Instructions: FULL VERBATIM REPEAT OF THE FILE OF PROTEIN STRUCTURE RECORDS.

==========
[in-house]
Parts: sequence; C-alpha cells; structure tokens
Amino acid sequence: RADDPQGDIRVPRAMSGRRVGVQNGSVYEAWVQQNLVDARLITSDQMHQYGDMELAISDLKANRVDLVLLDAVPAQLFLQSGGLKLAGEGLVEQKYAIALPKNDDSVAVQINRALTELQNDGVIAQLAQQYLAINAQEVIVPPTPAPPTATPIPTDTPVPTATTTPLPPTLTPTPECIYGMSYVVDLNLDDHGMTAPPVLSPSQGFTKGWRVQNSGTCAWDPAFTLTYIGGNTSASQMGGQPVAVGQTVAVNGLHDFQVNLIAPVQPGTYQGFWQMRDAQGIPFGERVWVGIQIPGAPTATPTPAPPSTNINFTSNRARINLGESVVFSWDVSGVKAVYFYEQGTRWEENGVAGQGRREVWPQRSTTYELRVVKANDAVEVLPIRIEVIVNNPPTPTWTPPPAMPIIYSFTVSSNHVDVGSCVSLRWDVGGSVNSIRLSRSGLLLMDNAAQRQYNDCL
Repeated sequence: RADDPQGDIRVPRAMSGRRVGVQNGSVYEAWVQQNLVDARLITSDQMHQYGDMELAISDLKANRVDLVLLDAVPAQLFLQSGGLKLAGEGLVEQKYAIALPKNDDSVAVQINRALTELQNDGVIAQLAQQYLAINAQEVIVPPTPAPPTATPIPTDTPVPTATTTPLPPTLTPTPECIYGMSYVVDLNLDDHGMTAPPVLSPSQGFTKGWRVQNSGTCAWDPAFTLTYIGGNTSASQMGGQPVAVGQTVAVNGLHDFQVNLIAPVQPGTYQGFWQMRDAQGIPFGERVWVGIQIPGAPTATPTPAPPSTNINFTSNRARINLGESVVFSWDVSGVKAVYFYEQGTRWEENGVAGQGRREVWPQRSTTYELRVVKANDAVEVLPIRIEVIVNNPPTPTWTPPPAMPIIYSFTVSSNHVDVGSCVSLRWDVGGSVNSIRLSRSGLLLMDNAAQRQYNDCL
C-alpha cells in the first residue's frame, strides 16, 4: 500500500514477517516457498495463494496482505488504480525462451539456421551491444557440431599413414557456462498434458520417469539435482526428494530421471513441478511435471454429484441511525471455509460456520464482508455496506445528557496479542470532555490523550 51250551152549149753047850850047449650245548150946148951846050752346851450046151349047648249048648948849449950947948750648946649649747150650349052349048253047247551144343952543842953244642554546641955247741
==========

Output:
[in-house]
Parts: sequence; C-alpha cells; structure tokens
Amino acid sequence: RADDPQGDIRVPRAMSGRRVGVQNGSVYEAWVQQNLVDARLITSDQMHQYGDMELAISDLKANRVDLVLLDAVPAQLFLQSGGLKLAGEGLVEQKYAIALPKNDDSVAVQINRALTELQNDGVIAQLAQQYLAINAQEVIVPPTPAPPTATPIPTDTPVPTATTTPLPPTLTPTPECIYGMSYVVDLNLDDHGMTAPPVLSPSQGFTKGWRVQNSGTCAWDPAFTLTYIGGNTSASQMGGQPVAVGQTVAVNGLHDFQVNLIAPVQPGTYQGFWQMRDAQGIPFGERVWVGIQIPGAPTATPTPAPPSTNINFTSNRARINLGESVVFSWDVSGVKAVYFYEQGTRWEENGVAGQGRREVWPQRSTTYELRVVKANDAVEVLPIRIEVIVNNPPTPTWTPPPAMPIIYSFTVSSNHVDVGSCVSLRWDVGGSVNSIRLSRSGLLLMDNAAQRQYNDCL
Repeated sequence: RADDPQGDIRVPRAMSGRRVGVQNGSVYEAWVQQNLVDARLITSDQMHQYGDMELAISDLKANRVDLVLLDAVPAQLFLQSGGLKLAGEGLVEQKYAIALPKNDDSVAVQINRALTELQNDGVIAQLAQQYLAINAQEVIVPPTPAPPTATPIPTDTPVPTATTTPLPPTLTPTPECIYGMSYVVDLNLDDHGMTAPPVLSPSQGFTKGWRVQNSGTCAWDPAFTLTYIGGNTSASQMGGQPVAVGQTVAVNGLHDFQVNLIAPVQPGTYQGFWQMRDAQGIPFGERVWVGIQIPGAPTATPTPAPPSTNINFTSNRARINLGESVVFSWDVSGVKAVYFYEQGTRWEENGVAGQGRREVWPQRSTTYELRVVKANDAVEVLPIRIEVIVNNPPTPTWTPPPAMPIIYSFTVSSNHVDVGSCVSLRWDVGGSVNSIRLSRSGLLLMDNAAQRQYNDCL
C-alpha cells in the first residue's frame, strides 16, 4: 500500500514477517516457498495463494496482505488504480525462451539456421551491444557440431599413414557456462498434458520417469539435482526428494530421471513441478511435471454429484441511525471455509460456520464482508455496506445528557496479542470532555490523550 51250551152549149753047850850047449650245548150946148951846050752346851450046151349047648249048648948849449950947948750648946649649747150650349052349048253047247551144343952543842953244642554546641955247741